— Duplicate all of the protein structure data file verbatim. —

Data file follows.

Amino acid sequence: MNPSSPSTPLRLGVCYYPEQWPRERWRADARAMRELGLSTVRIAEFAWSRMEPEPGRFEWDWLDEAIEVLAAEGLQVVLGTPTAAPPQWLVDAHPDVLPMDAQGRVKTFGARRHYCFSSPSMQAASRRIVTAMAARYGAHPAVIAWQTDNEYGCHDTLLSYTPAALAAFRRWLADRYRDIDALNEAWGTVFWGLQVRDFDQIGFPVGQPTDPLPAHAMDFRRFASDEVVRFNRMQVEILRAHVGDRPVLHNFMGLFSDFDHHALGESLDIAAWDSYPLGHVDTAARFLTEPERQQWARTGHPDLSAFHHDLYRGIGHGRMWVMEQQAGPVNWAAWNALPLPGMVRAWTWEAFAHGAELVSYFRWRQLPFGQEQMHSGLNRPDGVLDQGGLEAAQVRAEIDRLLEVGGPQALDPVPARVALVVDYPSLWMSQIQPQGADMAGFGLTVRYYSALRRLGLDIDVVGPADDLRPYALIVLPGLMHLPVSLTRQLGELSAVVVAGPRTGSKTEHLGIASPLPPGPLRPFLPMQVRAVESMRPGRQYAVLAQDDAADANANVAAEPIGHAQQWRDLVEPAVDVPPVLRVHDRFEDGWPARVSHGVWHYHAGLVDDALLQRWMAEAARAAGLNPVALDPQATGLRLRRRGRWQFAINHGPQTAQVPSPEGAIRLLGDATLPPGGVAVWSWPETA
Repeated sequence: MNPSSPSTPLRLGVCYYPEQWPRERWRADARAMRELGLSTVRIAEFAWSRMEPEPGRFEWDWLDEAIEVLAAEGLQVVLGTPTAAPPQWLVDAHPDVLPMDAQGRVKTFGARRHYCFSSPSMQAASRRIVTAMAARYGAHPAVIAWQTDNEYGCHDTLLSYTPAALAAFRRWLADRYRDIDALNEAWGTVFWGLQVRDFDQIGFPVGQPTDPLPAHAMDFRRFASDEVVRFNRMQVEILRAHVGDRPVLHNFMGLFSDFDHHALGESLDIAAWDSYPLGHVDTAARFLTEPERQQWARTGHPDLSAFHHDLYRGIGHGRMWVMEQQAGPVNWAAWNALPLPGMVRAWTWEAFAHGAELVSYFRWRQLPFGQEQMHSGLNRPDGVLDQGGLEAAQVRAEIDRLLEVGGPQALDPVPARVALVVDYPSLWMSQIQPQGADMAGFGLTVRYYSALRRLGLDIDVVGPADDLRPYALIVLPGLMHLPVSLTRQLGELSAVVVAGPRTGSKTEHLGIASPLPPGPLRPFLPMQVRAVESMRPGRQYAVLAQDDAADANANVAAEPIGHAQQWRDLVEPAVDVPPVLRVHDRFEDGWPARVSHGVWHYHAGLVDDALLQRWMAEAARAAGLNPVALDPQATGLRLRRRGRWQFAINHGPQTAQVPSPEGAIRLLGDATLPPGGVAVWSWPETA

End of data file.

Amino acid sequence: MNPSSPSTPLRLGVCYYPEQWPRERWRADARAMRELGLSTVRIAEFAWSRMEPEPGRFEWDWLDEAIEVLAAEGLQVVLGTPTAAPPQWLVDAHPDVLPMDAQGRVKTFGARRHYCFSSPSMQAASRRIVTAMAARYGAHPAVIAWQTDNEYGCHDTLLSYTPAALAAFRRWLADRYRDIDALNEAWGTVFWGLQVRDFDQIGFPVGQPTDPLPAHAMDFRRFASDEVVRFNRMQVEILRAHVGDRPVLHNFMGLFSDFDHHALGESLDIAAWDSYPLGHVDTAARFLTEPERQQWARTGHPDLSAFHHDLYRGIGHGRMWVMEQQAGPVNWAAWNALPLPGMVRAWTWEAFAHGAELVSYFRWRQLPFGQEQMHSGLNRPDGVLDQGGLEAAQVRAEIDRLLEVGGPQALDPVPARVALVVDYPSLWMSQIQPQGADMAGFGLTVRYYSALRRLGLDIDVVGPADDLRPYALIVLPGLMHLPVSLTRQLGELSAVVVAGPRTGSKTEHLGIASPLPPGPLRPFLPMQVRAVESMRPGRQYAVLAQDDAADANANVAAEPIGHAQQWRDLVEPAVDVPPVLRVHDRFEDGWPARVSHGVWHYHAGLVDDALLQRWMAEAARAAGLNPVALDPQATGLRLRRRGRWQFAINHGPQTAQVPSPEGAIRLLGDATLPPGGVAVWSWPETA
Repeated sequence: MNPSSPSTPLRLGVCYYPEQWPRERWRADARAMRELGLSTVRIAEFAWSRMEPEPGRFEWDWLDEAIEVLAAEGLQVVLGTPTAAPPQWLVDAHPDVLPMDAQGRVKTFGARRHYCFSSPSMQAASRRIVTAMAARYGAHPAVIAWQTDNEYGCHDTLLSYTPAALAAFRRWLADRYRDIDALNEAWGTVFWGLQVRDFDQIGFPVGQPTDPLPAHAMDFRRFASDEVVRFNRMQVEILRAHVGDRPVLHNFMGLFSDFDHHALGESLDIAAWDSYPLGHVDTAARFLTEPERQQWARTGHPDLSAFHHDLYRGIGHGRMWVMEQQAGPVNWAAWNALPLPGMVRAWTWEAFAHGAELVSYFRWRQLPFGQEQMHSGLNRPDGVLDQGGLEAAQVRAEIDRLLEVGGPQALDPVPARVALVVDYPSLWMSQIQPQGADMAGFGLTVRYYSALRRLGLDIDVVGPADDLRPYALIVLPGLMHLPVSLTRQLGELSAVVVAGPRTGSKTEHLGIASPLPPGPLRPFLPMQVRAVESMRPGRQYAVLAQDDAADANANVAAEPIGHAQQWRDLVEPAVDVPPVLRVHDRFEDGWPARVSHGVWHYHAGLVDDALLQRWMAEAARAAGLNPVALDPQATGLRLRRRGRWQFAINHGPQTAQVPSPEGAIRLLGDATLPPGGVAVWSWPETA